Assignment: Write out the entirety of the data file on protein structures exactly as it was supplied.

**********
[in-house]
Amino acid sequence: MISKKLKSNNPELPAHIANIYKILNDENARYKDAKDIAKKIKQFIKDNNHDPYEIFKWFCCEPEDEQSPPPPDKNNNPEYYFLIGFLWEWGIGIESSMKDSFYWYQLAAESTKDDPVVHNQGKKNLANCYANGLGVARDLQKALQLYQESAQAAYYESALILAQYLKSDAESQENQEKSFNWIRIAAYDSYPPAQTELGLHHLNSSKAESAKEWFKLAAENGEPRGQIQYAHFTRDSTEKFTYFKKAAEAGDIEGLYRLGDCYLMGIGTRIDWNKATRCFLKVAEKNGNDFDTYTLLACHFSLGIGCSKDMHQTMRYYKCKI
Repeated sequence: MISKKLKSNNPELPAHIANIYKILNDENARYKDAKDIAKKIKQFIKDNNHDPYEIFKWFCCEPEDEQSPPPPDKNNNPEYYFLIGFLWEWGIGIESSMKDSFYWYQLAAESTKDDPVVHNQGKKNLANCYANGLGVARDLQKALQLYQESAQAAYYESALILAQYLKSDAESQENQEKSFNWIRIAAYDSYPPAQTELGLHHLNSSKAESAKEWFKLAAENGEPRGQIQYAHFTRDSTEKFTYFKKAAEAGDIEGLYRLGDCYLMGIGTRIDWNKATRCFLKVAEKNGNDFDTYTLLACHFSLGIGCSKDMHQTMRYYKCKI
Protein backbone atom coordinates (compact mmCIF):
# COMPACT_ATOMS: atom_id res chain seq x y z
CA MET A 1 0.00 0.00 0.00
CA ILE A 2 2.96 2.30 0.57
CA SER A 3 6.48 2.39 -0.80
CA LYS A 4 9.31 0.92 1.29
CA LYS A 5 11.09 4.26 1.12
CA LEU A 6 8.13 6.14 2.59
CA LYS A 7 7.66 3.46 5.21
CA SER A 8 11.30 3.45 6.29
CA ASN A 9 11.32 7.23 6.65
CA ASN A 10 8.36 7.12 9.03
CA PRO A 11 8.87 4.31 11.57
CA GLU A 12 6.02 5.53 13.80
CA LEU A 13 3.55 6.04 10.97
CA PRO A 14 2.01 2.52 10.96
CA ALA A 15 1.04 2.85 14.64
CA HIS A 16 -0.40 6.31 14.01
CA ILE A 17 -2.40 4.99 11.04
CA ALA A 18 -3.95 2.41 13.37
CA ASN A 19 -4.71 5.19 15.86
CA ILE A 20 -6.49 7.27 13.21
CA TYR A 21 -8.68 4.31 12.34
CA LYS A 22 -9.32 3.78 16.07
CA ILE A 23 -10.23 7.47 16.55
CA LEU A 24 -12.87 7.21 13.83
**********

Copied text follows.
[in-house]
Amino acid sequence: MISKKLKSNNPELPAHIANIYKILNDENARYKDAKDIAKKIKQFIKDNNHDPYEIFKWFCCEPEDEQSPPPPDKNNNPEYYFLIGFLWEWGIGIESSMKDSFYWYQLAAESTKDDPVVHNQGKKNLANCYANGLGVARDLQKALQLYQESAQAAYYESALILAQYLKSDAESQENQEKSFNWIRIAAYDSYPPAQTELGLHHLNSSKAESAKEWFKLAAENGEPRGQIQYAHFTRDSTEKFTYFKKAAEAGDIEGLYRLGDCYLMGIGTRIDWNKATRCFLKVAEKNGNDFDTYTLLACHFSLGIGCSKDMHQTMRYYKCKI
Repeated sequence: MISKKLKSNNPELPAHIANIYKILNDENARYKDAKDIAKKIKQFIKDNNHDPYEIFKWFCCEPEDEQSPPPPDKNNNPEYYFLIGFLWEWGIGIESSMKDSFYWYQLAAESTKDDPVVHNQGKKNLANCYANGLGVARDLQKALQLYQESAQAAYYESALILAQYLKSDAESQENQEKSFNWIRIAAYDSYPPAQTELGLHHLNSSKAESAKEWFKLAAENGEPRGQIQYAHFTRDSTEKFTYFKKAAEAGDIEGLYRLGDCYLMGIGTRIDWNKATRCFLKVAEKNGNDFDTYTLLACHFSLGIGCSKDMHQTMRYYKCKI
Protein backbone atom coordinates (compact mmCIF):
# COMPACT_ATOMS: atom_id res chain seq x y z
CA MET A 1 0.00 0.00 0.00
CA ILE A 2 2.96 2.30 0.57
CA SER A 3 6.48 2.39 -0.80
CA LYS A 4 9.31 0.92 1.29
CA LYS A 5 11.09 4.26 1.12
CA LEU A 6 8.13 6.14 2.59
CA LYS A 7 7.66 3.46 5.21
CA SER A 8 11.30 3.45 6.29
CA ASN A 9 11.32 7.23 6.65
CA ASN A 10 8.36 7.12 9.03
CA PRO A 11 8.87 4.31 11.57
CA GLU A 12 6.02 5.53 13.80
CA LEU A 13 3.55 6.04 10.97
CA PRO A 14 2.01 2.52 10.96
CA ALA A 15 1.04 2.85 14.64
CA HIS A 16 -0.40 6.31 14.01
CA ILE A 17 -2.40 4.99 11.04
CA ALA A 18 -3.95 2.41 13.37
CA ASN A 19 -4.71 5.19 15.86
CA ILE A 20 -6.49 7.27 13.21
CA TYR A 21 -8.68 4.31 12.34
CA LYS A 22 -9.32 3.78 16.07
CA ILE A 23 -10.23 7.47 16.55
CA LEU A 24 -12.87 7.21 13.83